CanLII and CanLII Connects are free Canadian legal information sources. They reach a wide audience of legal services providers, law students and the general public. Recent content particularly relevant for Ontario paralegals:
- Duty to Accommodate – Being “right” in the end isn’t enough; it matters how you get there 2009 HRTO 1641
- Unfavourable ruling does not signal bias at the HRTO – Velegjanin v. Toronto Police Services Board, 2015 HRTO 912 (CanLII)
- Establishing discrimination with circumstantial evidence – 2009 HRTO 1242
- Human Rights general damages on the rise – $75,000 awarded in British Columbia
- What do the words “we have an agreement” mean?
- BCCA clarifies McKinley: “contextual approach” and prior discipline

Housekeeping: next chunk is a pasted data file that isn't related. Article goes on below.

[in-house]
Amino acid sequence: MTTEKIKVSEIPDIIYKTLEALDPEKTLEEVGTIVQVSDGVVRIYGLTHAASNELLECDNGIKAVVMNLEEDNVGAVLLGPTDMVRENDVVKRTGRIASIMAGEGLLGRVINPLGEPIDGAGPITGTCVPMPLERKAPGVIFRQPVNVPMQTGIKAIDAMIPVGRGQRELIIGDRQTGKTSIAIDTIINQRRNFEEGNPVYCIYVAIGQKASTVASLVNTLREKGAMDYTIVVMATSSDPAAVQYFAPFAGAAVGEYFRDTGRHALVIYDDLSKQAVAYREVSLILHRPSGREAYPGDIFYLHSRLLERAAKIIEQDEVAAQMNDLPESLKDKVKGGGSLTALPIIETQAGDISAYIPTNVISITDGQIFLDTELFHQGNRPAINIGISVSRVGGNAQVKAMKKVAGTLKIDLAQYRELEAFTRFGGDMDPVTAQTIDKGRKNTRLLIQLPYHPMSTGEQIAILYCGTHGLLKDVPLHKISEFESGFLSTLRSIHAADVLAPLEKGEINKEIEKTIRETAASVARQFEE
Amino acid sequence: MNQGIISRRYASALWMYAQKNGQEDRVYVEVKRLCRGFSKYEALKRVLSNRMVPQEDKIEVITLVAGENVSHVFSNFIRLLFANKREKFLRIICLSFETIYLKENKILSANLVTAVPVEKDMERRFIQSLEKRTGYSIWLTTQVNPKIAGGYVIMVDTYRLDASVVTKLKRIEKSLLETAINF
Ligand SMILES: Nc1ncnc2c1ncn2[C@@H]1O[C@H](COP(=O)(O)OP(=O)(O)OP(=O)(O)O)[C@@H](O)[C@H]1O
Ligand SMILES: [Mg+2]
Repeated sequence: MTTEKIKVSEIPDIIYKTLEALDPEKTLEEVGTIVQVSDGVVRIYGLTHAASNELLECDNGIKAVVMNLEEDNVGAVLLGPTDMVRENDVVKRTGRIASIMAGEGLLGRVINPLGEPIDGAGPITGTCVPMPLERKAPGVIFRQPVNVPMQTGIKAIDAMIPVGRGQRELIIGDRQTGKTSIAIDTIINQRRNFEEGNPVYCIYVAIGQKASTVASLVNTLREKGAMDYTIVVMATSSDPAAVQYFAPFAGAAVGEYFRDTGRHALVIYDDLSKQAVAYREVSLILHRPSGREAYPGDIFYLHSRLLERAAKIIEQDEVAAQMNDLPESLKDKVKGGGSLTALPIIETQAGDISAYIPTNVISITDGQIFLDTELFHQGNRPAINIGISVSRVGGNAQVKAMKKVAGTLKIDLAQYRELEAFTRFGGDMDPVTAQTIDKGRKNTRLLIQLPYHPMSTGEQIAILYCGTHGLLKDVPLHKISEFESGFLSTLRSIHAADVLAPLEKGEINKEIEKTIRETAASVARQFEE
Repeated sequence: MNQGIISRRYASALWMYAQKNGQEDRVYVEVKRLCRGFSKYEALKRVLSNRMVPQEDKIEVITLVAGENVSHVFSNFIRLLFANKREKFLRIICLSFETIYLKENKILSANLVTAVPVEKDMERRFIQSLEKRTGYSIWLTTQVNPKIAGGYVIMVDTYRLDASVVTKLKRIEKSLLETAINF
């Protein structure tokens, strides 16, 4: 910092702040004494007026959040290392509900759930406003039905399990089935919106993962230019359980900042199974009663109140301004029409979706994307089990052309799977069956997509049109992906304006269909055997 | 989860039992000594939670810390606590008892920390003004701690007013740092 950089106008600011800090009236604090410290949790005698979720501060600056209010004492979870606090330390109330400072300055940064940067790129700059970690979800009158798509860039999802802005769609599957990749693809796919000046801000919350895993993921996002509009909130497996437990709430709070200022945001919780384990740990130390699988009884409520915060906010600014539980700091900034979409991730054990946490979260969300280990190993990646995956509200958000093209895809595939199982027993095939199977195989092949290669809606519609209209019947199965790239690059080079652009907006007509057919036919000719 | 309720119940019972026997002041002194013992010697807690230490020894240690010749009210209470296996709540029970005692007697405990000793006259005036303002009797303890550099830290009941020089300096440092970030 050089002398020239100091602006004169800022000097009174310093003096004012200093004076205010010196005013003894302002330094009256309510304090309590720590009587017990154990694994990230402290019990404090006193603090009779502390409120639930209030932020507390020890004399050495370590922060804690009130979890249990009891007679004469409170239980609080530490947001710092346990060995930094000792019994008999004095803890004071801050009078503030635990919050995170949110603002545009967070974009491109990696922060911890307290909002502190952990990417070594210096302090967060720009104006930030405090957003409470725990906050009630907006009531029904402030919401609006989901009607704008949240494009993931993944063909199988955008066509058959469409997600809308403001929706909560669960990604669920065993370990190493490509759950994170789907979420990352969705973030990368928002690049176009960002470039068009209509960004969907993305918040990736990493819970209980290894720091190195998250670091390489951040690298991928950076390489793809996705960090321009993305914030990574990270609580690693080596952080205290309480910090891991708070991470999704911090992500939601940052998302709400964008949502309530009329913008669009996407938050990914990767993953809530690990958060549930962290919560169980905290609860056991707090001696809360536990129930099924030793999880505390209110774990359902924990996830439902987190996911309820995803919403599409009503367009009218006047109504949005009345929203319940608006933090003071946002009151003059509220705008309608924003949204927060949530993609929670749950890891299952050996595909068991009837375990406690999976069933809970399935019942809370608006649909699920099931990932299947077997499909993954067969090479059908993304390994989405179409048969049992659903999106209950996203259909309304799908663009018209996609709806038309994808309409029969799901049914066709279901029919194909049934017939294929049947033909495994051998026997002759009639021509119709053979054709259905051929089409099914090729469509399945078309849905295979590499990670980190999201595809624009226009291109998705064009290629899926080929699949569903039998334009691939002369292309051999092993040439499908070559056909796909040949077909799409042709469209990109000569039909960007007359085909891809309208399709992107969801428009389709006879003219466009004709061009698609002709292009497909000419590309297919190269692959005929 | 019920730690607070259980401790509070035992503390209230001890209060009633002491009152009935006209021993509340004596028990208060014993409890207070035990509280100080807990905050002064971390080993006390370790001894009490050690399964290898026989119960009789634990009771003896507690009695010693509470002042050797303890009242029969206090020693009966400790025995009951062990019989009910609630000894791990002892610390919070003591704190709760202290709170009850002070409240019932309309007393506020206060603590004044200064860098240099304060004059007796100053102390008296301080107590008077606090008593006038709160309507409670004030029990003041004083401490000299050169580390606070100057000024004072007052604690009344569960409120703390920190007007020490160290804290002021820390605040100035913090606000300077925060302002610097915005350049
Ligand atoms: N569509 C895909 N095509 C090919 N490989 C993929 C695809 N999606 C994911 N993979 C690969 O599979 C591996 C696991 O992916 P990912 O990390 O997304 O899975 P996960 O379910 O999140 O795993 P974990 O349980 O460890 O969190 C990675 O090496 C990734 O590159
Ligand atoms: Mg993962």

- Interest Act protection applied to promissory note – P.A.R.C.E.L. Inc. v. Acquaviva, 2015 ONCA 331
- Wrongful dismissal twitter comments – social media in the spotlight”
- HRTO misapplies the de minimis doctrine – “A square peg in a round hole?”
- New research add-on for CanLii – test-drive the “LexBox” beta
- Paralegal firm and agent “used the defendant’s 11(b) rights as an offensive weapon” – Mississauga (City) v. Ciocan, 2015 ONCJ 293 (CanLII)
- “Boiler-plate” disclosure requests contribute to s. 11(b) denial in Toronto OCJ; R. v. Ghobrial, 2015 ONCJ 288 (CanLII)
See more paralegal-specific cases at the Scope publisher page.